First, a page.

There is, I think, an old, white-bearded man who has taken up a place in my soul, like a seed of light or a hermit’s lantern held up in the surrounding dark. His staff is heavy, planted in the ground. His brow is bright. In his dark eyes, that have seen such sorrow, there is still a star, a gleam like wisdom or stubborn joy. And he is a leader of a people, and he would lead them into the wilderness, that they might make of themselves whole constellations with the patterns of their dancing.
That darkness is my body. That wilderness is my spirit. That constellation is the soul-song rising, woven from the sound of my breathing and the blood turning through my gnarled, twining veins.
I am not alone in the forests and the mountains. They have their families, too, shining ones who rock the winds and rise at dawn with the birds’ shuffling chorus. My body is like the woods, and we are kin to each other. I am not alone in the poet’s cave. The small, white stone lays heavy on my chest, damp like dew and glimmering ghostly in the dark like the weight of inspiration on a trembling heart. I am not alone in the halls of power, under the gaze of kings or mightier men. Even there, the earth upholds me, the vaults of the skies overarch and protect me, and the deep currents of the seas nourish me and call me home again to patient, far more ancient truths.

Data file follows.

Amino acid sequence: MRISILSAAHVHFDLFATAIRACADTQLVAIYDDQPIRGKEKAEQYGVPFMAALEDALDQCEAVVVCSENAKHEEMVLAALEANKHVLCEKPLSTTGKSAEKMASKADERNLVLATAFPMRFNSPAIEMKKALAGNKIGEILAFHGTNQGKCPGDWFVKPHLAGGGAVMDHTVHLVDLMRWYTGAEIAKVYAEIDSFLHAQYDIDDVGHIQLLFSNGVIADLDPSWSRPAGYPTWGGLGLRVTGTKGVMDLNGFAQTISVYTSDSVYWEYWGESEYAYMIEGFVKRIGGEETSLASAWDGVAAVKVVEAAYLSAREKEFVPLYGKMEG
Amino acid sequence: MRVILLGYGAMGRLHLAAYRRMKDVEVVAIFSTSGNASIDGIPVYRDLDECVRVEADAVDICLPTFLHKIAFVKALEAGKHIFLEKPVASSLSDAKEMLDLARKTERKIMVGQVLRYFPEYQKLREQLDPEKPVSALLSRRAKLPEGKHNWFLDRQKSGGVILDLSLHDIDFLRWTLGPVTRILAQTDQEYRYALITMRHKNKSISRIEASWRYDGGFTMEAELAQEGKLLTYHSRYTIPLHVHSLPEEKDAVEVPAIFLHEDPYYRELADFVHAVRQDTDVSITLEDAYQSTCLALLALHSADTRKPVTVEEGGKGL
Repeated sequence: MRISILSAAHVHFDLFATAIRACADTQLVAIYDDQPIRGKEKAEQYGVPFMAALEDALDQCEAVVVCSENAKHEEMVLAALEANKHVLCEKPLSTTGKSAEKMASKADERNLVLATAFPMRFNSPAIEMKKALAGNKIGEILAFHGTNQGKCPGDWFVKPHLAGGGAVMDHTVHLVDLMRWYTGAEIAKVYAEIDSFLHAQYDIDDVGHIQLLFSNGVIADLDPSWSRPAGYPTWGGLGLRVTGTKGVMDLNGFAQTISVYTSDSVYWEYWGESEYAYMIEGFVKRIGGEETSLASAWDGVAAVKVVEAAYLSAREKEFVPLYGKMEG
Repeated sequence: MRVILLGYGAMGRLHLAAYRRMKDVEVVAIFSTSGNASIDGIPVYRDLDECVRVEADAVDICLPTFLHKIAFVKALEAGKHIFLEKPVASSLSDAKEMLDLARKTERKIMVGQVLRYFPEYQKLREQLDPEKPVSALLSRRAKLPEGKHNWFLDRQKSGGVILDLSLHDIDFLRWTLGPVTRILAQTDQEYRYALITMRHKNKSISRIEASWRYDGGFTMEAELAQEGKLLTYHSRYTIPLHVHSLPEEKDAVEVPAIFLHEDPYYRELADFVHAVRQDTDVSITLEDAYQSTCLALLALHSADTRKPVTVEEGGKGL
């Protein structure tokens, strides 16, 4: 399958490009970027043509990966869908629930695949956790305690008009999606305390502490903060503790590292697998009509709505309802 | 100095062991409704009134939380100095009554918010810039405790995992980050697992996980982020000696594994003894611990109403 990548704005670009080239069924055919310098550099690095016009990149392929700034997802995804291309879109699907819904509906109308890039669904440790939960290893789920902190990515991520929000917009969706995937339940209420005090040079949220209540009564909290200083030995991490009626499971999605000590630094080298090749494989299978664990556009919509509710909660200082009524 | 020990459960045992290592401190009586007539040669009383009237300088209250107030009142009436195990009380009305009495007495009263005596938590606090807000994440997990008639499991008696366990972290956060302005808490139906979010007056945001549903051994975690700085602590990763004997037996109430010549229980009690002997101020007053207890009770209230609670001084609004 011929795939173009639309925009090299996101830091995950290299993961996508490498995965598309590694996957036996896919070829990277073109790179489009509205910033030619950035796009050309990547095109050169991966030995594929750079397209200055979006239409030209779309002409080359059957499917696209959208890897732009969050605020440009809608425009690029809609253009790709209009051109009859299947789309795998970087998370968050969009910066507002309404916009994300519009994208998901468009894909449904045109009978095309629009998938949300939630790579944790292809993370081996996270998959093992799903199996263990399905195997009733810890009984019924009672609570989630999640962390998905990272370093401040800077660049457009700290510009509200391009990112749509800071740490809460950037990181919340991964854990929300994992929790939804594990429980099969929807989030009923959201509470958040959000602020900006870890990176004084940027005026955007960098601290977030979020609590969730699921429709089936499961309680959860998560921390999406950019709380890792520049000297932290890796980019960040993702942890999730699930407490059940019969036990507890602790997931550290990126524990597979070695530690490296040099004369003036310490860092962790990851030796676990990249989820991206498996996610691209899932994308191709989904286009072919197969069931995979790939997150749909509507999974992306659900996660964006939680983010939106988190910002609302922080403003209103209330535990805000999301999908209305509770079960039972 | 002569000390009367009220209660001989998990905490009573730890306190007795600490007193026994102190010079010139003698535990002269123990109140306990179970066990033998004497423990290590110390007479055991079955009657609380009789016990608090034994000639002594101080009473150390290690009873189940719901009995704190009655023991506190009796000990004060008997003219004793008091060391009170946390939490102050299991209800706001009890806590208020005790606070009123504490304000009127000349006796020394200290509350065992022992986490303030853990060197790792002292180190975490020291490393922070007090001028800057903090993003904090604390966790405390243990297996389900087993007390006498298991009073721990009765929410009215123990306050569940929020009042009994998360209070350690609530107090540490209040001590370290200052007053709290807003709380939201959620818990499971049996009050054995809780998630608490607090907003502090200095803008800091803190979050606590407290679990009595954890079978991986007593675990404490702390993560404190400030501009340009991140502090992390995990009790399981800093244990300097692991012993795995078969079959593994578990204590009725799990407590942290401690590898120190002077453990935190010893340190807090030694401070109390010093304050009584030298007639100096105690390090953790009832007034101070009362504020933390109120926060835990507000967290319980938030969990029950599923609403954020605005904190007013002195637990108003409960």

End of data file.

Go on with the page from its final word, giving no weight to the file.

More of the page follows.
Even in my loneliness, he is there — the old man who has seen suffering and death. His white beard like the path of moonlight over the waters, beyond the ninth wave to the land of summer. His white robes now the color of bone, now shifting again to seem like a cloak of feathers, the swan who opens her wings against the night sky, scattering stars, a swift traveler between the worlds who moves on sleepy melodies, sometimes laughing, sometimes weeping.
I take up the light within me. I carry it into the darkness. The dark, wild lands that embrace me are my home; the light itself, my path.
This post is part of the 30 Days of Druidry creative writing project.